First Lady Gertrude Mutharika has taken an entourage of seven aides on a 10-day trip to the United Kingdom (UK) to attend the graduation of her son, draining at least K30 million from public coffers.
The First Lady left Malawi on Monday on South African Airways through Kamuzu International Airport in Lilongwe for the graduation of her son Tadikira Mafubza this Friday. He is graduating from the University of Greenwich with a master of science in civil engineering.
While the First Lady is entitled to government-funded external travel, taxpayers will foot accommodation, air tickets and allowances for her entourage.
Sources confided in Nation Online that Mutharika is accompanied by seven State Residences officials, including security, who have taken K315 000 ($420) each per day for the 10 days. The allowances translate to K3.1 million per individual and K22 million for the seven for 10 days.
The sources said the allowances do not include the First Lady’s entitlement and accommodation for the entourage, meaning that the amount could be higher as an average air ticket from Malawi to London is pegged at K900 000 which adds up to K7.2 million for the whole team. However, the amount could be higher as fares vary from one airline to another.
State House has confirmed that the First Lady has left for the UK, but said her delegation comprises seven officials because it is cheaper to take Malawian professionals than hiring some from that side.
In a written response, President Peter Mutharika’s press secretary Mgeme Kalilani on Monday confirmed that seven State House officials have accompanied the First Lady on her private trip which, he said, she has undertaken in that capacity.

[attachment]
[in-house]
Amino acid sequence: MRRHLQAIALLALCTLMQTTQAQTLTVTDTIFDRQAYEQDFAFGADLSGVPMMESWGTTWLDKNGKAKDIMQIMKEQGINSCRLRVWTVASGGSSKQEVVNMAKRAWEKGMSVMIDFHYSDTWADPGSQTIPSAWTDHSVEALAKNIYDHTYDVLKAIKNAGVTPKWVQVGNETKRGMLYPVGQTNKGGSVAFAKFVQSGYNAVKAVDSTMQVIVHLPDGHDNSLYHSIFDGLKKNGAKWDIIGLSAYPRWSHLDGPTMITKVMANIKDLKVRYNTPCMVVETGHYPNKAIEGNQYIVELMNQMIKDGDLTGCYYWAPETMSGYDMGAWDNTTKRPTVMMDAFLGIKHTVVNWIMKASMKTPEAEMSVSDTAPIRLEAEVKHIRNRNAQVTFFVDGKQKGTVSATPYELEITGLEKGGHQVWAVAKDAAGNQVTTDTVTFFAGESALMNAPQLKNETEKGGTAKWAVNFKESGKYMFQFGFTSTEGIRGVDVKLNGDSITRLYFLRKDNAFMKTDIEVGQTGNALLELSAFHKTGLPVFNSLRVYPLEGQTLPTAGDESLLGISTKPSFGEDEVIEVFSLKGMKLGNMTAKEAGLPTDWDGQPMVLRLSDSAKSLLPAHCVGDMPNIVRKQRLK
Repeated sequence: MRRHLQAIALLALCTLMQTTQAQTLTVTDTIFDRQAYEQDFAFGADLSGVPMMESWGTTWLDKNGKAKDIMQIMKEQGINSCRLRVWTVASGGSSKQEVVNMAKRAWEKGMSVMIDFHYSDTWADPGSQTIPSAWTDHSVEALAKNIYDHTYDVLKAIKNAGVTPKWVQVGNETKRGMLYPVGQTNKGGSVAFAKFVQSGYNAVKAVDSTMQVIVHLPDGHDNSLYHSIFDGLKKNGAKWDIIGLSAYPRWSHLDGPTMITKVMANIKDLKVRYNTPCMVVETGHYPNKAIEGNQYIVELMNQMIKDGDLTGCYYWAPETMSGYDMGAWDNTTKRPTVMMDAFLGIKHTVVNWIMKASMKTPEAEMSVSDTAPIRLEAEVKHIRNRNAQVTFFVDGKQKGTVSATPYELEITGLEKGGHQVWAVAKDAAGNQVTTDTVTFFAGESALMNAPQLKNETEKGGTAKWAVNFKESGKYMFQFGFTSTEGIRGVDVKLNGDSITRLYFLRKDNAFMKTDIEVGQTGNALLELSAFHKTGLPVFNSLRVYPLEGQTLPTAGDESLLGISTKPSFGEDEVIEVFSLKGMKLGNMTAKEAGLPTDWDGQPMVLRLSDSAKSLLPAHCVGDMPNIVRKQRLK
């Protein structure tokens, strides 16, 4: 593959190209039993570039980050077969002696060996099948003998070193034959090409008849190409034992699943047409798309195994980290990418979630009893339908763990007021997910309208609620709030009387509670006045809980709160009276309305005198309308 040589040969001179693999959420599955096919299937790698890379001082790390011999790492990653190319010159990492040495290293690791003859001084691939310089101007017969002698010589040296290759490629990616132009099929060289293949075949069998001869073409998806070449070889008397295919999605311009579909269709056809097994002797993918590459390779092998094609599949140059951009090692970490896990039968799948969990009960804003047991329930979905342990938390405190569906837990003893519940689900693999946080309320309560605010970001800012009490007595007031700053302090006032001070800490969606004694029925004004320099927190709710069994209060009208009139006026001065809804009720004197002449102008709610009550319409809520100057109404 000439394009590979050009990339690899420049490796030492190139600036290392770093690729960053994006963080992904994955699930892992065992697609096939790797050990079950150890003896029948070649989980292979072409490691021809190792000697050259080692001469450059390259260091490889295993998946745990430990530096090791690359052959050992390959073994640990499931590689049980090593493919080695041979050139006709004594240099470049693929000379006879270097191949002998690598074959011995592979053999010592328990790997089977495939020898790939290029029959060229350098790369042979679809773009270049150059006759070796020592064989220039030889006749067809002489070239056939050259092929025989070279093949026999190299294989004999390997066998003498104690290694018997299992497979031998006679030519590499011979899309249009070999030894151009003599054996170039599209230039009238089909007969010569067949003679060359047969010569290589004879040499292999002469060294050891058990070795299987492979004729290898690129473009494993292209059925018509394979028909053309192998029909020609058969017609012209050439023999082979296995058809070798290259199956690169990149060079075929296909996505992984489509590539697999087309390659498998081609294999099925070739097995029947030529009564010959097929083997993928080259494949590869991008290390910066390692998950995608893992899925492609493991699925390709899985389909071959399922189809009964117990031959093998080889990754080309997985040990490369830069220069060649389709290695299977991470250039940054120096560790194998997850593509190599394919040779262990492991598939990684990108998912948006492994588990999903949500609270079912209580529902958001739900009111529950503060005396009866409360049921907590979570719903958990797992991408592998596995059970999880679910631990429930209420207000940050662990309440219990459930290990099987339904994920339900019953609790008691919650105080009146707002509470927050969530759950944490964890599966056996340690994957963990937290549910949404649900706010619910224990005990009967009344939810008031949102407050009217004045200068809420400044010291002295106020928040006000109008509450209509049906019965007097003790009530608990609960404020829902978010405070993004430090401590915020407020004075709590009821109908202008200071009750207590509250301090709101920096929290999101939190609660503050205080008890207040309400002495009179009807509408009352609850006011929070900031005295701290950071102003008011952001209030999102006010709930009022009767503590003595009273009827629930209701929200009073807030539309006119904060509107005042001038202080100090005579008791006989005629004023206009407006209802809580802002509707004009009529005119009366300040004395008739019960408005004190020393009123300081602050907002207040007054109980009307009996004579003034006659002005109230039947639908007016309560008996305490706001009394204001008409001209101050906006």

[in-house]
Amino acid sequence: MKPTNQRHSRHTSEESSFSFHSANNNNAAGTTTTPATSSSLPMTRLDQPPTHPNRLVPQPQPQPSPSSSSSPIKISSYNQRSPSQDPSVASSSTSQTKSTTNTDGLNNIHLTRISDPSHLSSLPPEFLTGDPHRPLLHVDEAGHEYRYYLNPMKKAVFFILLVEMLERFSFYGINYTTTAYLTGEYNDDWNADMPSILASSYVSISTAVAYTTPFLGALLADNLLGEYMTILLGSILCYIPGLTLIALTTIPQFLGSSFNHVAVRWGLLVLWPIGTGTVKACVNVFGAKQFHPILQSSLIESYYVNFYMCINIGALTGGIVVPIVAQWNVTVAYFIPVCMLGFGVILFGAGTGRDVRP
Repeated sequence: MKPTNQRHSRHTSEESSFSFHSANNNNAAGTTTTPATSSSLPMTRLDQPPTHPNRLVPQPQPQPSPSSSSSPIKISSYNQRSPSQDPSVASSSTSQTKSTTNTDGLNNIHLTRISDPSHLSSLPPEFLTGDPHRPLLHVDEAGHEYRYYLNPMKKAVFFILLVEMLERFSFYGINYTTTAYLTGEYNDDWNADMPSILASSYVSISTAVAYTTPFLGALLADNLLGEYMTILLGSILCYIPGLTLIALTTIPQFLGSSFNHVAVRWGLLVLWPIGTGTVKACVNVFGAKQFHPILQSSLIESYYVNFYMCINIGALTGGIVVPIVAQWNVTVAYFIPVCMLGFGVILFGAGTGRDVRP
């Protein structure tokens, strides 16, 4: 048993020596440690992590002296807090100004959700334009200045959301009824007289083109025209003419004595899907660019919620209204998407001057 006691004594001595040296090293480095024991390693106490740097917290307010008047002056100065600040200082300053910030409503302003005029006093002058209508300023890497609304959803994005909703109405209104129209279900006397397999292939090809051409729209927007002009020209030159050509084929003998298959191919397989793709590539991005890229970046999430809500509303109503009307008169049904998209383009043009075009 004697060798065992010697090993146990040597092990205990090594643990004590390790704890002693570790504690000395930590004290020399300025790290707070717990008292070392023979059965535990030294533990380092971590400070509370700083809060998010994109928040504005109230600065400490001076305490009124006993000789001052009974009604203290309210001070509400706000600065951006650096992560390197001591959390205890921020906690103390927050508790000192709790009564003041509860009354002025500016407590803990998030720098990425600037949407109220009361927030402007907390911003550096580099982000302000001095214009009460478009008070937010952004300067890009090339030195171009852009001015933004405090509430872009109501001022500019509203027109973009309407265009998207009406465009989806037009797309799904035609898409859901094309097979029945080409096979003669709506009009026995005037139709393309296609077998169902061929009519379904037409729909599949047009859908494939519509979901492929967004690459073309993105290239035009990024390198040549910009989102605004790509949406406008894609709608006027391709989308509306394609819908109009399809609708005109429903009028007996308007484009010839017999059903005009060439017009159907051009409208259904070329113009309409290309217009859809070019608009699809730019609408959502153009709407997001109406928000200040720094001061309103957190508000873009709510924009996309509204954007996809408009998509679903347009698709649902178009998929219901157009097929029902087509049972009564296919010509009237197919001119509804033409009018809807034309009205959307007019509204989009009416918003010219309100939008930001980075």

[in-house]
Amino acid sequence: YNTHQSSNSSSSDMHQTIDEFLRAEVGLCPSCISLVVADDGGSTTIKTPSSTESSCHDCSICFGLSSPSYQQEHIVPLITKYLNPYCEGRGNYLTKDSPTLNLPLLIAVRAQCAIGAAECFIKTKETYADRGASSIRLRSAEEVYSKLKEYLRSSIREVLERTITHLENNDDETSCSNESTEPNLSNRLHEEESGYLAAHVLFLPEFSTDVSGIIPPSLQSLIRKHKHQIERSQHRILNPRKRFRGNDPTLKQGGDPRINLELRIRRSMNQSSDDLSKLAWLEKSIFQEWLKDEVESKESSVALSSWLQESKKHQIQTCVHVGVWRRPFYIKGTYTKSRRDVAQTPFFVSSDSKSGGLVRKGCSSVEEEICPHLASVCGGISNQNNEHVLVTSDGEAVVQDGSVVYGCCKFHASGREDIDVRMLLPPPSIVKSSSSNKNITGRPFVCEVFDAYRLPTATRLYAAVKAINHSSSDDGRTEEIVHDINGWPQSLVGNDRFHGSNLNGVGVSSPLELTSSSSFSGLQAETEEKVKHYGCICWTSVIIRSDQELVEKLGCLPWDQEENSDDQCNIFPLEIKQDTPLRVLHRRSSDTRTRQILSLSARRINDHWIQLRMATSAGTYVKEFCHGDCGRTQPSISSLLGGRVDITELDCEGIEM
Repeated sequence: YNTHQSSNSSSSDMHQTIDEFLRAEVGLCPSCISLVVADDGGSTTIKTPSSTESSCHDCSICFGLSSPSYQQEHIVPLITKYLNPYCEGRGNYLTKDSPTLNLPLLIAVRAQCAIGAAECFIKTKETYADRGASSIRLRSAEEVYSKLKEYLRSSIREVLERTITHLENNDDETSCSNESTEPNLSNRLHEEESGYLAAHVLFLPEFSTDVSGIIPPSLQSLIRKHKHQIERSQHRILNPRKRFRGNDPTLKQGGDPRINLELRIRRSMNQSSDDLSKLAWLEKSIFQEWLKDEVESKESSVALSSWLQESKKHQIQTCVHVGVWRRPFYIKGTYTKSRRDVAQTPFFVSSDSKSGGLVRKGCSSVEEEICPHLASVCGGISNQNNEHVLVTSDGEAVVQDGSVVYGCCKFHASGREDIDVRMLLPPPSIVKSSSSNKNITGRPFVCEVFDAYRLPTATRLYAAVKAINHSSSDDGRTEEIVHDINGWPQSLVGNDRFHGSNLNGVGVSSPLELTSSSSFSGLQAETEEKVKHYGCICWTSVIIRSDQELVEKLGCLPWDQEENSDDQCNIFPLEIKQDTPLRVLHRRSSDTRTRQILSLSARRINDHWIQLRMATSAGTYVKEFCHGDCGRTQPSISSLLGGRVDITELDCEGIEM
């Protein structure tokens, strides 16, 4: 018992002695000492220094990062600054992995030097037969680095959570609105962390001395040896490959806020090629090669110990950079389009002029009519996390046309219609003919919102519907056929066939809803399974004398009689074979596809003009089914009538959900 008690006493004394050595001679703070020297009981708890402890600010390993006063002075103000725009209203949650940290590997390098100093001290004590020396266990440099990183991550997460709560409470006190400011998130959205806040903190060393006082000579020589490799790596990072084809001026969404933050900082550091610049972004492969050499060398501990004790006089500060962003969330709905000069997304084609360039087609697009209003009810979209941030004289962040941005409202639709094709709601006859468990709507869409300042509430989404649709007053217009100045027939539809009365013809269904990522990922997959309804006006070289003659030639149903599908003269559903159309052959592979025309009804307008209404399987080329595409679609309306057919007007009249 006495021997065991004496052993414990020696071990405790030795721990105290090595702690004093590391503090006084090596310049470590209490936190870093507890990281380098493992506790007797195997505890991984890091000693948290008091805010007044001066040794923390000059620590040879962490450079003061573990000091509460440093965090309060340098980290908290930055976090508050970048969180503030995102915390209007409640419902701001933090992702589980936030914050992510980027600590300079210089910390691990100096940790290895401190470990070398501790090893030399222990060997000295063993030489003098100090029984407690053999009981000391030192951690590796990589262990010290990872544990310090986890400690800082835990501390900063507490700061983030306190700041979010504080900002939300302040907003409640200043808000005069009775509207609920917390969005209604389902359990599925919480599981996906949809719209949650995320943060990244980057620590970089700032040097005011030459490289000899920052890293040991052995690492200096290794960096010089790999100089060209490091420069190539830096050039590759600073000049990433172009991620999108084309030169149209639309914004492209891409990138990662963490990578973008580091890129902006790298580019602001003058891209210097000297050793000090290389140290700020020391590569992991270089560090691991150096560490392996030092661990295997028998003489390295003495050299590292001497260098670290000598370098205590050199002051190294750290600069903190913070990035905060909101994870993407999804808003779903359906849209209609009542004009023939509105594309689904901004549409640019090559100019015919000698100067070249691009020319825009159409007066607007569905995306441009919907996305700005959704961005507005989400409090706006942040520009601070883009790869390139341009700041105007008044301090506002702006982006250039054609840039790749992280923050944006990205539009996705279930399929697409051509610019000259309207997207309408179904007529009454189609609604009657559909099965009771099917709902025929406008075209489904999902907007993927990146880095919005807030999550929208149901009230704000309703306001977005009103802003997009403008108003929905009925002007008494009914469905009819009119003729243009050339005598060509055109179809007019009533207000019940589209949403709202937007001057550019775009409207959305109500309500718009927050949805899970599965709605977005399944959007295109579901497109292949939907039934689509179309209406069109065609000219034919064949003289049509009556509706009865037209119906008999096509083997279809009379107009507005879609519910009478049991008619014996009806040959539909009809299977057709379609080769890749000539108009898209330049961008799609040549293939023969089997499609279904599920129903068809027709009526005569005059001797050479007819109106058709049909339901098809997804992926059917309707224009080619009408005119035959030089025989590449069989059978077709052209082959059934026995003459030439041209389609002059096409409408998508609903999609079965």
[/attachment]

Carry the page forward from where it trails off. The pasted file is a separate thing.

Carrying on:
He said: “I can confirm that the First Lady has travelled in her official capacity as First Lady of the Republic to the UK. The officials she has travelled with are the same officers she travels and works with in her office back here in Malawi.
“As a matter of fact, some of her aides have been left out of the trip because the trip was on strict budget and we had to spend within our means.
“You may wish to appreciate also that it is cost-effective to have our own professional Malawian officers accompany the First Lady to UK than hiring there. Normally she travel with 12 people in Malawi, but the number has been reduced to seven .”
Kalilani said the seven officials include a government nurse, her personal assistant and security officers.
The Presidents (Salaries and Benefits) Act entitles the First Lady to travel abroad on private trip and fully paid by government. But the law is silent on the entourage.
An official familiar with State House protocol confided that for a private trip, the First Lady was supposed to be accompanied by two security officers.
“One officer would be accompanying the First Lady wherever she will go while the second officer will be manning the hotel room. It all depends on the prudency of the First Lady. But the other members of the entourage were supposed to be funded from her personal money,” said the official.
The Presidents (Salaries and Benefits) Act provides that the spouse of the President was entitled to travel abroad at government expense if in the company of the President.
Further, the law states that the spouse is entitled to travel abroad privately at government expense, but restricted to three times a year for a duration not exceeding 14 days each.
In April 2019, monthly expenditure report indicated that State Residences was allocated about K7 billion which was exhausted at mid-year.
New Minister of Finance, Economic Planning and Development Joseph Mwanamvekha is yet to unveil the 2019/20 National Budget but delivered a provisional four-month spending plan of K511.3 billion covering July to October.
News of the First Lady’s controversial trip expenses comes barely a week after our sister newspaper, Weekend Nation, reported in its July 20 2019 edition that Beautify Malawi (Beam) Trust, a charity founded by the First Lady, was cashing in on a deal with Blantyre City Council. The newspaper reported that the charity had leased refuse collection trucks it received as a donation from China in a deal that appeared to have violated procurement rules.
Beam is registered as a non-profit organisation and describes itself on its website as “an indigenous NGO registered under the Trustees Incorporation Act” which believes that “a cleaner and healthier Malawi is possible”.